Archaeologists find statue of Triton in Roman mausoleum

Archaeologists from the Canterbury Archaeological Trust (“CAT”) have uncovered a Roman statue of Triton during excavations in preparation for a housing development in Kent, England.

Triton was the god of the sea from the Greek pantheon, and the son of Poseidon and Amphitrite. Greek and Roman depictions of Triton generally represent the god as a merman, with the lower half being that of a fish, while the top half is presented in a human figure.

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In a press statement by the Chartway Partnerships Group, archaeologists discovered a mausoleum set in a walled and ditched enclosure adjacent to the A2 London Road (which follows Roman Watling Street) at Teynham in Kent.

Robert Masefield, Director for RPS, said: “We expected interesting Roman archaeology, perhaps a cemetery, but the finds including the lively and unique statue of a Triton and the mausoleum remains have by far exceeded that. These finds are now part of Teynham’s local legacy and the nations rich Roman story. Further study will place the findings in their full historical context.”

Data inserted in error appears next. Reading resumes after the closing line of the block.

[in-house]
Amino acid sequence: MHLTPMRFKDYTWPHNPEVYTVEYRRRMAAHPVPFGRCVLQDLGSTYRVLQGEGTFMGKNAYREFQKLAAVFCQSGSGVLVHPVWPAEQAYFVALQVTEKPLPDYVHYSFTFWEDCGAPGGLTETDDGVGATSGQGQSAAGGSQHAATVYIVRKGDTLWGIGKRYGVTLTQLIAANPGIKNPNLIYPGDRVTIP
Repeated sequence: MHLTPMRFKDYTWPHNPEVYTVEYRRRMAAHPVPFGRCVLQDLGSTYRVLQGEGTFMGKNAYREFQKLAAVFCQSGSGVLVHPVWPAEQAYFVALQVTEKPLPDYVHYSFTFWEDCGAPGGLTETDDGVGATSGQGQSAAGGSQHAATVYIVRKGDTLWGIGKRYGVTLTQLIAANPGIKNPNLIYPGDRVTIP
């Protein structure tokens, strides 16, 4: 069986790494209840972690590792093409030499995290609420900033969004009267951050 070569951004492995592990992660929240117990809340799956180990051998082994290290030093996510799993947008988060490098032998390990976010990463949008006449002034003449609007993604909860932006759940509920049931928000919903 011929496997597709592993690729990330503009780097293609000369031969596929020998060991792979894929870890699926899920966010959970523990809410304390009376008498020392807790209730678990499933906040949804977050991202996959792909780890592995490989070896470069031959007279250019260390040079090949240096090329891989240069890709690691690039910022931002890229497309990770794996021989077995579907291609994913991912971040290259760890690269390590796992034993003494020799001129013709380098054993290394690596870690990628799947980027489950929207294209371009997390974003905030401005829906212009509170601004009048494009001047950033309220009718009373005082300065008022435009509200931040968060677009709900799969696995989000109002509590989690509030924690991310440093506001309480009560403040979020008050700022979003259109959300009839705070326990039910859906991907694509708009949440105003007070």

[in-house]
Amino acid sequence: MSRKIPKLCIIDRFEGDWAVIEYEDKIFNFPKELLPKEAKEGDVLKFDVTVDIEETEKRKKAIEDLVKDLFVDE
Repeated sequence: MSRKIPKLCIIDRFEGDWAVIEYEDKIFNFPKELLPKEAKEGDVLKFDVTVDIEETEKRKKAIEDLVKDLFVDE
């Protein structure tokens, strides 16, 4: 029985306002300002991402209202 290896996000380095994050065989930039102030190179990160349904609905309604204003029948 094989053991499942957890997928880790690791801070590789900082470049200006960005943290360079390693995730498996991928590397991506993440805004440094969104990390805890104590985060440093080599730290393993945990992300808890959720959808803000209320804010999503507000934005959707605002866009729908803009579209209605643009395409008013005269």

Evidence of archaeological remains at the site had been previously investigated by Wessex Archaeology in 2017, however, these prior excavations only uncovered perpendicular fragments of chalk wall foundations and two Roman cremation burials.

In a recent study by CAT, archaeologists have re-excavated the 2017 chalk wall, which upon a closer investigation has been revealed to be part of a 30m square walled enclosure around a c.8m square structure.

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According to the researchers, the site could be a mausoleum from during the early to mid-4th century AD (dating evidenced by the discovery of a coin in the demolition fill). Several Roman and possibly later burials were also identified during the excavation within and adjacent to the structures.

The most notable discovery is a statue of Triton, which was found ritually placed within a disused clay-lined water tank on the south-east corner of an outer ditched enclosure.

According to the press statement: “These associations suggest the enclosure complex and central mausoleum was a funerary site of a wealthy local family (possibly associated with a Roman villa found previously at Bax Farm further to the north) and dedicated to Roman maritime deities.”

Chartway Partnerships Group

Header Image Credit : Canterbury Archaeological Trust

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Mark Milligan
Mark Milligan
Mark Milligan is multi-award-winning journalist and the Managing Editor at HeritageDaily. His background is in archaeology and computer science, having written over 7,500 articles across several online publications. Mark is a member of the Association of British Science Writers (ABSW), the World Federation of Science Journalists, and in 2023 was the recipient of the British Citizen Award for Education, the BCA Medal of Honour, and the UK Prime Minister's Points of Light Award.

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